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Posted by Jeffrey Hammond on January 26, 2010
Last week Dr. Dobb's published an article I penned in December on "What Developers Think". I won't rehash the thrust of that piece here other than to reaffirm the growing trend of technology populism in development shops - where tech-savvy workers make their own decisions about what technologies to use. In essence, developers are increasingly helping themselves to the software, collaborative tools, and information sources that best fit their needs, with minimal or no support from central IT.
The format offered by a weekly circular like Dr. Dobb's limits the depth of content that one can present - you can only go so deep in 1500 words. After the article was published I noticed a bit of traffic on the Twittersphere about the a comment I made on the levels of Subversion usage we're seeing in development as an example of developer tech populism at work. Since we have no constraints on space here it's as good a place as any to publish the SCM adoption data behind the comments in last week's article.
SCM Adoption Shows Developer Tech Populism At Work
Software Configuration Management has a reputation of being a bit of a yawner in the development tools space. The technology is critical to development project success, but the tools and market have traditionally evolved at a sedate pace compared to other tool classes like IDEs and modeling tools. This suited development shops just fine though, because migrating from one SCM tool to another can be a real challenge, and you inevitably seem to end up leaving meta-data behind in the process. Selecting a single SCM tool as an organizational standard is essentially a 7-10 year decision (at a minimum). But right now we've arrived at an interesting inflection point in the market: Traditional market share leaders like IBM Rational ClearCase, Microsoft Visual Source Safe and Serena PVCS are being supplanted in product portfolios by next generation products like IBM Rational Team Concert, Microsoft Team Foundation Server, and Serena Dimensions.There is mounting pressure on many development shops to consider a near-term migration to a new SCM solution. Essentially, it seems as if the entire SCM user base is on the move - at the same time!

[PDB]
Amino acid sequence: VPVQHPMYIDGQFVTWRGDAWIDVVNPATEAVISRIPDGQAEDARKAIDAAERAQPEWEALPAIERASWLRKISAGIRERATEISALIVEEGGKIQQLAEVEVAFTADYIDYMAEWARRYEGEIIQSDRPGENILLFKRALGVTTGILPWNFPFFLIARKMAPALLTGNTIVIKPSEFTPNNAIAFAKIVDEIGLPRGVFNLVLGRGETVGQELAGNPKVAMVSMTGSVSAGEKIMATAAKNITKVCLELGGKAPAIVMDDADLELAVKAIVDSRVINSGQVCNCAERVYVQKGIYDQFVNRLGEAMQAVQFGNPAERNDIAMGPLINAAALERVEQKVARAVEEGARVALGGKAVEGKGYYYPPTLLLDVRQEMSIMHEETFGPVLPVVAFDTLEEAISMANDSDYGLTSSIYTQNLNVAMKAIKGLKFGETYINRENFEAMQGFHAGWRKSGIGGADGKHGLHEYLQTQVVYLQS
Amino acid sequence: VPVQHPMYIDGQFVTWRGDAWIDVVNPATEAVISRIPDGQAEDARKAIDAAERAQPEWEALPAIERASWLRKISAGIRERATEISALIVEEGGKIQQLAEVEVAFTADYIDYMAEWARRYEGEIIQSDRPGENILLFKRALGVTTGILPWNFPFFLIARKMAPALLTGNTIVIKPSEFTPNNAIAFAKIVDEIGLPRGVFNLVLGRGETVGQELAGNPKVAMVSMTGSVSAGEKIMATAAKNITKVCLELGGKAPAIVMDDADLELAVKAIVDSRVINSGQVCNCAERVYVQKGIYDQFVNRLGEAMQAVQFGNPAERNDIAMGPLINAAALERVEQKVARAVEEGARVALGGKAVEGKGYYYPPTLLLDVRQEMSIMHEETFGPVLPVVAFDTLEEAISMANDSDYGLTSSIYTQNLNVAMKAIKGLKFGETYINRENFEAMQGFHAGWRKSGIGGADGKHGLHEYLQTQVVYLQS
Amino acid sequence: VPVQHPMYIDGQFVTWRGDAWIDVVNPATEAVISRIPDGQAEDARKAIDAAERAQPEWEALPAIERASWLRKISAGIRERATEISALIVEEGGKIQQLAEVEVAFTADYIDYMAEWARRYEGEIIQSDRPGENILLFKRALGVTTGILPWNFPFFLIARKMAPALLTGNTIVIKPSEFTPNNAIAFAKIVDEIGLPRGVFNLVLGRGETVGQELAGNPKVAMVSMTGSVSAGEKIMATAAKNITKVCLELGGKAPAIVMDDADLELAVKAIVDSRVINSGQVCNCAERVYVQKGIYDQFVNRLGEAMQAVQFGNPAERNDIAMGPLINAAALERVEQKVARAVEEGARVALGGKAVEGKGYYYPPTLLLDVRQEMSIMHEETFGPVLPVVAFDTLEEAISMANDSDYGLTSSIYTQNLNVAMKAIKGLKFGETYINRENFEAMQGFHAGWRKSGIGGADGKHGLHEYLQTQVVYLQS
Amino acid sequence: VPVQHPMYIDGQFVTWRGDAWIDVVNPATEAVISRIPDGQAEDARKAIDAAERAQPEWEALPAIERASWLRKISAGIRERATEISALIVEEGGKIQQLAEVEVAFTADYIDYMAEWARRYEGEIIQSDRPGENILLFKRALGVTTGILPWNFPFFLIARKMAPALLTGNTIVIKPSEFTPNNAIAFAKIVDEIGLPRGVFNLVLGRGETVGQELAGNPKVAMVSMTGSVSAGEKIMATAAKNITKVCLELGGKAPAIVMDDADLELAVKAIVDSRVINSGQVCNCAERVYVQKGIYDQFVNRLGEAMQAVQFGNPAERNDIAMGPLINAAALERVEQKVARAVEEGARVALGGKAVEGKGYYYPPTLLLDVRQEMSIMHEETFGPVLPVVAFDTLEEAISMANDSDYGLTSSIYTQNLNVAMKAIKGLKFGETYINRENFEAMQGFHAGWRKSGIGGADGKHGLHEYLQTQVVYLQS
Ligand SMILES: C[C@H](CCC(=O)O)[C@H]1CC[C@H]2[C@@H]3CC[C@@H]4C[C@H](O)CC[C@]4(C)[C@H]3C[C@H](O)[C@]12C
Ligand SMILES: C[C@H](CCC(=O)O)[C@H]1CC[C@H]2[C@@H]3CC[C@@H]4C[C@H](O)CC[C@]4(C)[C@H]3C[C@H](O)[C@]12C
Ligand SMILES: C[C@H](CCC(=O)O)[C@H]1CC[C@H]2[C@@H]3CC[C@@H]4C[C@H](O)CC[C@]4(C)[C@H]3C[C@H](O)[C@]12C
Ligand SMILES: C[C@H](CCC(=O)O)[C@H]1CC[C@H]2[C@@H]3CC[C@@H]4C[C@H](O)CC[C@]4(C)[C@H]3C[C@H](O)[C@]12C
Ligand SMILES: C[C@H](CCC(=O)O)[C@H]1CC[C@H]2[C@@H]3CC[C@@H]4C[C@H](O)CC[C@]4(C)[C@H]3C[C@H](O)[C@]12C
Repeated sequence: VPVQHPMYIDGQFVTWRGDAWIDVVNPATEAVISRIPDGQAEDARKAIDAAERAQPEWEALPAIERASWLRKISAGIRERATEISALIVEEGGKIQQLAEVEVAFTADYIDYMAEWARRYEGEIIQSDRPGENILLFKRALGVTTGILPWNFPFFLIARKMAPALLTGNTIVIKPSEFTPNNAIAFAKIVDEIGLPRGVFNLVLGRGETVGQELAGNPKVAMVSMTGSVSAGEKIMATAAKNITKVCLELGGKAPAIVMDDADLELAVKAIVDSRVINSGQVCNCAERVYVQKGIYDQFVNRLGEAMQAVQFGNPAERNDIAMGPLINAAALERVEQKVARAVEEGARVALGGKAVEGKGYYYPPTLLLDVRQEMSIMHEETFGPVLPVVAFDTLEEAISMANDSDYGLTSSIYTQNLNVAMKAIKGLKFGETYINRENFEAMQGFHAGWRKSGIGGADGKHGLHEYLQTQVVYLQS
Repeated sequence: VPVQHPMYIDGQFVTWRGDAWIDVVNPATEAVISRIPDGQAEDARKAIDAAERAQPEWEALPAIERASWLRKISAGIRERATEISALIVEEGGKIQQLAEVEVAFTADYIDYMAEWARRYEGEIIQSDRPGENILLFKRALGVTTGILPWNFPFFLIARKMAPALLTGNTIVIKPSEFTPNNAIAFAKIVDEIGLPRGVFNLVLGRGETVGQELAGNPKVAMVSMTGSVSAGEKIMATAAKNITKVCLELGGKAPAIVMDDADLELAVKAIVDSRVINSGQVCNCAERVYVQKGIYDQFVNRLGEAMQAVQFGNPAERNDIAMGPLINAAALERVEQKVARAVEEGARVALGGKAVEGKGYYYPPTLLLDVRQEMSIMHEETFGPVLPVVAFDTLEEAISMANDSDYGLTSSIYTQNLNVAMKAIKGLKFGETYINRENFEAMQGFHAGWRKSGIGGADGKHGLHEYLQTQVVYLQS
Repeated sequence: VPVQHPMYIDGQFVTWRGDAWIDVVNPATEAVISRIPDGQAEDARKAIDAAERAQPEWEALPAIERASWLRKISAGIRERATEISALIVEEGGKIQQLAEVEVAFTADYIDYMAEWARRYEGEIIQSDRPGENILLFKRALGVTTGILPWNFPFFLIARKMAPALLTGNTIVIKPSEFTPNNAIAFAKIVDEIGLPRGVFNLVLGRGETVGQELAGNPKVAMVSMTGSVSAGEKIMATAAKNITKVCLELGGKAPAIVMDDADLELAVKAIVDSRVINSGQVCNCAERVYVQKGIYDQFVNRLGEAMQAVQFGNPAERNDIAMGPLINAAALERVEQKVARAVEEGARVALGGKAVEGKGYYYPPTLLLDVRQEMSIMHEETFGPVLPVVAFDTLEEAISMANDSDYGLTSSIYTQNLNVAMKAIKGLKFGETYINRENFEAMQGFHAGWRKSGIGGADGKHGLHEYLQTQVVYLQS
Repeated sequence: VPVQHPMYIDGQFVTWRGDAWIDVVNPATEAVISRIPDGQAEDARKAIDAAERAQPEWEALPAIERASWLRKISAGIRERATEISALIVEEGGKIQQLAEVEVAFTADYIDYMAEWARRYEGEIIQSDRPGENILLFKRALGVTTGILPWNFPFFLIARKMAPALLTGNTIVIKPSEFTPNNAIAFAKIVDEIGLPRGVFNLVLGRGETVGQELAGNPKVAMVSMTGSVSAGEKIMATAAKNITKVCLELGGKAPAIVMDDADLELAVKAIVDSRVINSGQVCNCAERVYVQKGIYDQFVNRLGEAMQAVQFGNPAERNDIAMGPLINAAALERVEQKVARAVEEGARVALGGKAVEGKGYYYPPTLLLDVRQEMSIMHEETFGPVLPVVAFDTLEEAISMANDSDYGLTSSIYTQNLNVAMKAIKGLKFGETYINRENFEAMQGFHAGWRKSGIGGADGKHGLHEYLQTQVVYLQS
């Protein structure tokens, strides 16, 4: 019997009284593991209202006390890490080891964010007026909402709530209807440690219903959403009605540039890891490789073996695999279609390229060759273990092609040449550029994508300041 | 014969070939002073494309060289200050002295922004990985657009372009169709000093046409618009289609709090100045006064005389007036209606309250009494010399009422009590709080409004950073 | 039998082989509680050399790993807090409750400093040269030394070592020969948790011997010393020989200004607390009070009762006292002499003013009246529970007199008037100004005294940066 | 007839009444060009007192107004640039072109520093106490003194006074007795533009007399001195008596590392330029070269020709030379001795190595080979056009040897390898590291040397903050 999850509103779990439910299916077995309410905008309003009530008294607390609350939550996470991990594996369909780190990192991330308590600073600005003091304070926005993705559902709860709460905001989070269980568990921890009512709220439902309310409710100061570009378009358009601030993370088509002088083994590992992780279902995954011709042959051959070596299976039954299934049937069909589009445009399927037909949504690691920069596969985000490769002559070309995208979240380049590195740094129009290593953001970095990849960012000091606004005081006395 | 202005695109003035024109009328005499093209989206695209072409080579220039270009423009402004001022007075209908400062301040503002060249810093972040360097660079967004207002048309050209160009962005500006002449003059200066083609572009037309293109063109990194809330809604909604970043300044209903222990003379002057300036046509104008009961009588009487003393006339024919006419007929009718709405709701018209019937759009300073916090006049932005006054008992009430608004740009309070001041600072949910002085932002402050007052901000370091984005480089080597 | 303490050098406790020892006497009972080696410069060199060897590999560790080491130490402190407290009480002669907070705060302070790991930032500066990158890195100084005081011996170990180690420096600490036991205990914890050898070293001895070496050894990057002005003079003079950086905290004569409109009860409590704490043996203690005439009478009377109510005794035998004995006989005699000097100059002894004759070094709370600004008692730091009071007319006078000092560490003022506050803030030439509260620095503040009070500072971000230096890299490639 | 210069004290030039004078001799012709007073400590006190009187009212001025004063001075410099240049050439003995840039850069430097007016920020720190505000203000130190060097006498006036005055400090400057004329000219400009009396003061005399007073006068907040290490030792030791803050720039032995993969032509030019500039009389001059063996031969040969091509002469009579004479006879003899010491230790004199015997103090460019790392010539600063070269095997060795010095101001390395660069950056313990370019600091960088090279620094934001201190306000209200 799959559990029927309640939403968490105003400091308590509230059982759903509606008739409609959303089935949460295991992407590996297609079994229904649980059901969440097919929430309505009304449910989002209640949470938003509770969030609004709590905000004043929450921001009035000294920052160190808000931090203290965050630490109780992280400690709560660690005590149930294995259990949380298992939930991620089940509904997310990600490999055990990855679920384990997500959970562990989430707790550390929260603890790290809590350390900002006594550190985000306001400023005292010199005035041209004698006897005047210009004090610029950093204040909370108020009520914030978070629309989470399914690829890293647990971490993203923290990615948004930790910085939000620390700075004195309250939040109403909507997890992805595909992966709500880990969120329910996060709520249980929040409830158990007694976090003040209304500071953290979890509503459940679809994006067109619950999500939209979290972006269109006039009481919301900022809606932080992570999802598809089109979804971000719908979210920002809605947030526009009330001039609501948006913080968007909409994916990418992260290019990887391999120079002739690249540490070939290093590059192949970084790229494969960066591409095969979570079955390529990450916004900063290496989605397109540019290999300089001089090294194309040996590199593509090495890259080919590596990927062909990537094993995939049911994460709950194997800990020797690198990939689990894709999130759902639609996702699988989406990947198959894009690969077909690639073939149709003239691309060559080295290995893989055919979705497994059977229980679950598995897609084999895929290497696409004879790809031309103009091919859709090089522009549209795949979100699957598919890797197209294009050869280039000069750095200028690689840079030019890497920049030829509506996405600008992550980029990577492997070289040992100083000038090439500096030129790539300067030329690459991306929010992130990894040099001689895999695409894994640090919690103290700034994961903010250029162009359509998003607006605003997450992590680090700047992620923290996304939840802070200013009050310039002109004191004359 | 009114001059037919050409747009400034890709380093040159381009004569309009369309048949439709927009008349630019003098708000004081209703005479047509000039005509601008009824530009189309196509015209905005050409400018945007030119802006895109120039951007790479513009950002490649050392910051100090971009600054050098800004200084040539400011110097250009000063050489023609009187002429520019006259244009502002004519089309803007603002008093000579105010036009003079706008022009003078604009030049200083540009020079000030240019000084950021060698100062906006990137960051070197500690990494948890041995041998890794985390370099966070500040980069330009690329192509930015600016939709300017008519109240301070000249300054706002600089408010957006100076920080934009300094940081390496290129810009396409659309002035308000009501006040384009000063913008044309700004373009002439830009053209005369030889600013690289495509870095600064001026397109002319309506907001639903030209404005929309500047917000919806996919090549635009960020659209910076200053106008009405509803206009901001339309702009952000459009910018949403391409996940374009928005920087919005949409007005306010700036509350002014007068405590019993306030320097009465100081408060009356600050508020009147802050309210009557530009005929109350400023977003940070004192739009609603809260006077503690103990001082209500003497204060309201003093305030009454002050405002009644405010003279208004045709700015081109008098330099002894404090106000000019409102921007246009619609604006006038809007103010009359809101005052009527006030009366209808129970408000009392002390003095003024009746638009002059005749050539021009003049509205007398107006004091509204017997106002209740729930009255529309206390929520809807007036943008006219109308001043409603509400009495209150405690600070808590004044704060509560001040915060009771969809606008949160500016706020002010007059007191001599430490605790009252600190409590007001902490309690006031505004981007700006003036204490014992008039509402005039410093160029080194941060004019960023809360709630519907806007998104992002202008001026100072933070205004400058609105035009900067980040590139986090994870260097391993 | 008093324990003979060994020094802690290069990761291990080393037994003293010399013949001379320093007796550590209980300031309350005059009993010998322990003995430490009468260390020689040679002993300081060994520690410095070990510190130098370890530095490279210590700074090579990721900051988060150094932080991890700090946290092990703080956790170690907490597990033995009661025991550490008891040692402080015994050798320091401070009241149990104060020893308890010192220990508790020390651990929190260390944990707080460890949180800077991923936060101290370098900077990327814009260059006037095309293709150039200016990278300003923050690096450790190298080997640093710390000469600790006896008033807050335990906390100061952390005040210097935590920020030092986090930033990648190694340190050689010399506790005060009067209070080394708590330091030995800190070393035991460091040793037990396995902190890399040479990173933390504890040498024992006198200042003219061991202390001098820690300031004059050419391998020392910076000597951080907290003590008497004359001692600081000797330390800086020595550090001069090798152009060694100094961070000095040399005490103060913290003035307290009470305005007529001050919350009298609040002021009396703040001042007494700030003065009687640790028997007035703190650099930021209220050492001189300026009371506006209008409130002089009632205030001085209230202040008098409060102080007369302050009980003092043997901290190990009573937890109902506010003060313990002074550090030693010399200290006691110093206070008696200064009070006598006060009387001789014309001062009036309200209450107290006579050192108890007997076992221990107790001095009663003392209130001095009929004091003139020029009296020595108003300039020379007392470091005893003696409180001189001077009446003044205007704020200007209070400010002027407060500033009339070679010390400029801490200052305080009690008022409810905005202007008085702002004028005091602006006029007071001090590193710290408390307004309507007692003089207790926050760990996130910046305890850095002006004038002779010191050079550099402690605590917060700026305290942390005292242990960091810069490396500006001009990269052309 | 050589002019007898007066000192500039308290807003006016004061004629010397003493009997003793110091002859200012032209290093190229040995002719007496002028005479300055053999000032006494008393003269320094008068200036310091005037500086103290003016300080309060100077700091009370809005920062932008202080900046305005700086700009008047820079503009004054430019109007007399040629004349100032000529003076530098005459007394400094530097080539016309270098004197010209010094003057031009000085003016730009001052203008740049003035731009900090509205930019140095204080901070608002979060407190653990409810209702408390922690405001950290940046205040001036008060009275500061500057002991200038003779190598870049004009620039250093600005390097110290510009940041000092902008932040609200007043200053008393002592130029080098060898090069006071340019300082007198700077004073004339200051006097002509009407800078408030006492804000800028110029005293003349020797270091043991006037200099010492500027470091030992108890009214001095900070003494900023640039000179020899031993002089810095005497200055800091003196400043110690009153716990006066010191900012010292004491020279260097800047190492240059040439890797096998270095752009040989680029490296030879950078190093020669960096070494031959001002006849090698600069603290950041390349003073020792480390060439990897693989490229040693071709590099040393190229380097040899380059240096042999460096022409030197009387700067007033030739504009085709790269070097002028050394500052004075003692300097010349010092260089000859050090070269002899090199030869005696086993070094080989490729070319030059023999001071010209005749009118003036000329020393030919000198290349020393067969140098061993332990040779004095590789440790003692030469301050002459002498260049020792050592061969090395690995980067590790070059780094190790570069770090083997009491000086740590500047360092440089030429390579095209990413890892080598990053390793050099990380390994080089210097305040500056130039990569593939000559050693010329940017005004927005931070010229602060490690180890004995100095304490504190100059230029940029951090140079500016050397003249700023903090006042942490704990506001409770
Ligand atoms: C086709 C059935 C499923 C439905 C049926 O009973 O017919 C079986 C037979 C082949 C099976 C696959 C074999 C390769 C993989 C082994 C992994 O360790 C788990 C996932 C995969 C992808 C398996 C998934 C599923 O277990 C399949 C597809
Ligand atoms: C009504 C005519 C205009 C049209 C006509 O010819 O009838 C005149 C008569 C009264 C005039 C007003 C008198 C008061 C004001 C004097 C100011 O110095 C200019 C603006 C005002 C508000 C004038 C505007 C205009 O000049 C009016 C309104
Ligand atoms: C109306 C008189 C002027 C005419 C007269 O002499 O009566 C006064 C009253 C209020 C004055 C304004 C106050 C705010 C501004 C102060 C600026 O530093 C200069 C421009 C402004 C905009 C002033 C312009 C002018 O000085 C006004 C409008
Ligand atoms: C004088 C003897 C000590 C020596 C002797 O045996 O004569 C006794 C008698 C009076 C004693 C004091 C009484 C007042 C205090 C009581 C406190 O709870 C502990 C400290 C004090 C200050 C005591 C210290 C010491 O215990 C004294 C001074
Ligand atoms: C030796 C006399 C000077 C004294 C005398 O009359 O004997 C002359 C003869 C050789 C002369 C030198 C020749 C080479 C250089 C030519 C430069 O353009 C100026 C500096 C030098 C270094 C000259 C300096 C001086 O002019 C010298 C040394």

And then there's Subversion...
Subversion has grown in popularity for a number of reasons. Developers find it easy to acquire, relatively easy to install, and not overly painful to administer at the project level. Essentially it's "good enough" for a large number of developers who have already been forced to consider moving to a new SCM tool by their existing vendor. We first recognized Subversion's capability in our 2007 SCCM Wave, but since then it's shown continued momentum, driven into development shops at the grass roots level. As a result, one-third of the developers we surveyed for the Dr. Dobbs survey use Subversion as their primary SCM tool (see Figure 1). While Subversion's success is notable, it's not the only interesting bit of data in this graph:
Figure 1: Developer Adoption of SCM Tools
Expect to continue to see rapid change in the SCM and SCCM space in 2010 as new product introductions, commoditization, and end of support for popular SCM products all continue to roil the market. If you're interested in talking about your strategy and how you might move forward, drop us a line. And of course if you're already a Forrester client and would like to dig into this data in deeper detail, please don't hesitate to set up an inquiry - we'd be happy to discuss at length.
About Dr. Dobbs Global Developer Technographics Survey, Q3, 2009:
Forrester's Dr. Dobbs Global Developer Technographics Survey, Q3, 2009, was fielded to 1298 application development professionals who are readers of Dr. Dobb's magazine. Forrester fielded the survey from August 2009. Survey respondent incentives included gift certificates and research summaries.
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